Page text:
Intubation being practiced on a dummy (conventional technique using a laryngoscope) In medicine, intubation is the placement of a tube into an external or internal orifice of the body. Although the term can refer to endoscopic procedures, it is most often used to denote tracheal intubation. In tracheal intubation, an endotracheal tube is passed through the nose or mouth, through the larynx, and into the trachea.
Tracheal intubation is performed in various medical conditions:
- In comatose or intoxicated patients who are unable to protect their airways. In such patients, the throat muscles may lose their tone so that the upper airways collapse and air can not pass to the lungs. Furthermore, protective airway reflexes such as coughing and swallowing, which serve to protect the lower airways against aspiration of secretions and foreign bodies, may be absent. With tracheal intubation, airway patency is restored and the lower airways can be protected from aspiration.
- In general anesthesia. In anesthetized patients spontaneous respiration may be decreased or absent due to the effect of anesthetics, opioids, or muscle relaxants. To enable mechanical ventilation, an endotracheal tube is often used, although there are alternative devices such as face masks or laryngeal masks.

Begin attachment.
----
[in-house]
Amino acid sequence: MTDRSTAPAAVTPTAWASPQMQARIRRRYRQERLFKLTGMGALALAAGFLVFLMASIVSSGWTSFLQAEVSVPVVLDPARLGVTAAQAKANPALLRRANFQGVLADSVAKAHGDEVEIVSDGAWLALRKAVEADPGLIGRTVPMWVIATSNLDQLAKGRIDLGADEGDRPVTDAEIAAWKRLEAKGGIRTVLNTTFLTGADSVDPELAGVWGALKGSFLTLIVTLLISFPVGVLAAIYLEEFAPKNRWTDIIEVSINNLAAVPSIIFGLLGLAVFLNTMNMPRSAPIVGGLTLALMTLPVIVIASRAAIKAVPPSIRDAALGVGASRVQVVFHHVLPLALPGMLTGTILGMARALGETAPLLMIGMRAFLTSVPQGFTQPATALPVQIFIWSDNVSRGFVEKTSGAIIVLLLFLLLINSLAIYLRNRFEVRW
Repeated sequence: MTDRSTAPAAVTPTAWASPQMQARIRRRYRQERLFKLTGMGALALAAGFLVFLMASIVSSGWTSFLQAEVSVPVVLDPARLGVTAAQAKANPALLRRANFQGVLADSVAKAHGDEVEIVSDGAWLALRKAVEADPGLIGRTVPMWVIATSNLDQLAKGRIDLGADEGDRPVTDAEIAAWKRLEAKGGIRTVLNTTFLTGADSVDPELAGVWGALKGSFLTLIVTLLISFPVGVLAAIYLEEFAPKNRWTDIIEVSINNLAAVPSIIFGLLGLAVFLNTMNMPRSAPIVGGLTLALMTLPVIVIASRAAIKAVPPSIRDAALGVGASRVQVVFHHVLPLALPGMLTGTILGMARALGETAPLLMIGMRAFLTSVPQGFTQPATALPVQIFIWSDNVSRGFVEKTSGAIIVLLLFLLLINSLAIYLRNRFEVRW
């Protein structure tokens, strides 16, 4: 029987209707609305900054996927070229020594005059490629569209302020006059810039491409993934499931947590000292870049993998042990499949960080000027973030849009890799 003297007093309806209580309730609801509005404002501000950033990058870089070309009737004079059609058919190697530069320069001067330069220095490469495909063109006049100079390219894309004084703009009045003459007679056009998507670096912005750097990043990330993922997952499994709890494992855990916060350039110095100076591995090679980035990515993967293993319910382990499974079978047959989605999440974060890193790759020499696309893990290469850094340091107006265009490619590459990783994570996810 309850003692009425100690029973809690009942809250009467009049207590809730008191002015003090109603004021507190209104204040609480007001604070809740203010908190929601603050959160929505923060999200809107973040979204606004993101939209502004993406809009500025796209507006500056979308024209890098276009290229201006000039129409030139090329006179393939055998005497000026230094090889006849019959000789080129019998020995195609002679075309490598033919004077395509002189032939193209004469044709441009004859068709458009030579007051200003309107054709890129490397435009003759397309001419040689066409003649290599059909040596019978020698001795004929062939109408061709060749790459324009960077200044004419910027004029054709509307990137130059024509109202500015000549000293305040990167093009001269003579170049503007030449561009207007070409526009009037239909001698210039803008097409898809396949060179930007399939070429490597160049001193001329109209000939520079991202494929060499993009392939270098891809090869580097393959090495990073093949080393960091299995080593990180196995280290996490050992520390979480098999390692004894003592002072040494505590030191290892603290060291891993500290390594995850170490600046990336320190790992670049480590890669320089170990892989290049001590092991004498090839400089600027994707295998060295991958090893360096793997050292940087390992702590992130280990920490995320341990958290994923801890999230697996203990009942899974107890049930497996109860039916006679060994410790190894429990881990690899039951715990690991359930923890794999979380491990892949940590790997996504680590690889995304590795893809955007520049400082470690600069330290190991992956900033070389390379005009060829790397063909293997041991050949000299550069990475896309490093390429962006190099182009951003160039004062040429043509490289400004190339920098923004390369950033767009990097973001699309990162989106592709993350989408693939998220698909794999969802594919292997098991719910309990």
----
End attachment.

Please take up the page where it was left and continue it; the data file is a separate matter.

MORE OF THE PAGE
- In diagnostic manipulations of the airways such as bronchoscopy.
- In endoscopic operative procedures to the airways such as laser therapy or stenting of the bronchi.
- In intensive care medicine for patients who require respiratory support.
- In emergency medicine, particularly for cardiopulmonary resuscitation.
Tracheal intubation can be performed by direct laryngoscopy (conventional technique), in which a laryngoscope is used to obtain a view of the glottis. A tube is then inserted under direct observation. This technique can only be employed if the patient is comatose or under general anesthesia. An alternative is intubation under local anesthesia using a flexible endoscope.
There are various types of tracheal tubes for oral or nasal intubation. Tubes may be either flexible or preformed and relatively stiff. Most tubes have an inflatable cuff to seal the lower airways against air leakage and aspiration of secretions.
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